The Office of Student Advocate (OSA) has also worked with the Office of the Deputy Mayor for Education on safe passage—recognizing that not every student has safe public transit options to and from school. A copy of OSA’s Safe Passage Community Resource Toolkit can be found here.

“If You Listen, We Will Stay: Why Teachers of Color Leave and How to Disrupt Teacher Turnover” The Education Trust, September 2019

Summary: This report discusses problems that teachers of color, in this case teachers who identify as Black or Latinx, face in schools as well as ways that schools can improve those teachers’ experiences. The researchers in this study find that teachers of color face many challenges in the workplace. Teachers of color explained that they often experience an antagonistic school culture which may come from bias or a lack of representation of people of color in leadership. They also described feeing undervalued by their administration despite being asked to take on greater responsibilities because of their shared identity with students of color. But there are actions that schools, districts, and states can take to confront these problems. Some steps include creating a culturally affirming school environment, affirming teachers’ racial identity, and actively working to invest in and retain teachers of color. Finally, the report provides four recommendations that schools, districts, and state leaders can do to retain teachers of color:

  1. Value teachers of color by providing loan forgiveness, service scholarships, loan repayment incentives, and relocation incentives.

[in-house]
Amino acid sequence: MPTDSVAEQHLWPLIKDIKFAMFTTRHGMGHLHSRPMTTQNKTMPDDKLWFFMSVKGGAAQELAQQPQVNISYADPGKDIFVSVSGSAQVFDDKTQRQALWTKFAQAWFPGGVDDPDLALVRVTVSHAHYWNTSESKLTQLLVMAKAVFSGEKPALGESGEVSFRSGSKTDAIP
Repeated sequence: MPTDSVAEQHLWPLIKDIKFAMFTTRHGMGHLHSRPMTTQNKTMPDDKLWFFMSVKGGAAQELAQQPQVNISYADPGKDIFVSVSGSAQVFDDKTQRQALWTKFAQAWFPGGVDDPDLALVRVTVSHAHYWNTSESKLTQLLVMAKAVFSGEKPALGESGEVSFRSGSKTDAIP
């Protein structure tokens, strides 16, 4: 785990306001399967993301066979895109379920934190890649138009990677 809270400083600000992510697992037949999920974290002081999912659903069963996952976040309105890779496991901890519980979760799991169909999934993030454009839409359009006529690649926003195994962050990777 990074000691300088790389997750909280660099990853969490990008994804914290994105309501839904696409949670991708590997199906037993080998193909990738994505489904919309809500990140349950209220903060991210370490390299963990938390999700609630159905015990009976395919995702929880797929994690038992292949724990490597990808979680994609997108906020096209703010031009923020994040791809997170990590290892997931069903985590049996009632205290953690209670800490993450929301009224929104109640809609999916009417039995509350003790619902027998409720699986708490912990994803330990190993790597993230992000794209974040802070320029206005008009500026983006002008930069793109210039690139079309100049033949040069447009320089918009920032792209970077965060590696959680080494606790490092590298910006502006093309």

2. Collect and disaggregate data (by race/ethnicity) on teacher recruitment, hiring, and retention.
  3. Invest in the recruitment, preparation, and development of strong, diverse leaders committed to positive working conditions for a diverse workplace.
  4. Empower teachers of color by ensuring curriculum, learning environments, and work environments are inclusive and respectful of all racial ethnic groups.

SBOE Context: SBOE is currently working very hard to address the issue of teacher attrition in the District and recently released a report on teacher and principal turnover in D.C. public schools. The Office of the State Superintendent (OSSE) (in partnership with TNTP) and DCPS have also recently released reports/factsheets on teacher workforce and retention in the District. Further SBOE research efforts include surveying former teachers to understand their reasons for leaving and surveying current teachers to understand their reason for staying. SBOE members continue to hear compelling testimony during monthly public meetings from teachers and leaders—they provide valuable insight into current issues that teachers and leaders face in their classrooms, schools, and sectors. All of this information is used to develop a better understanding of why teachers choose to leave and what can be done to ensure that they stay so that all D.C. students receive a high-quality education.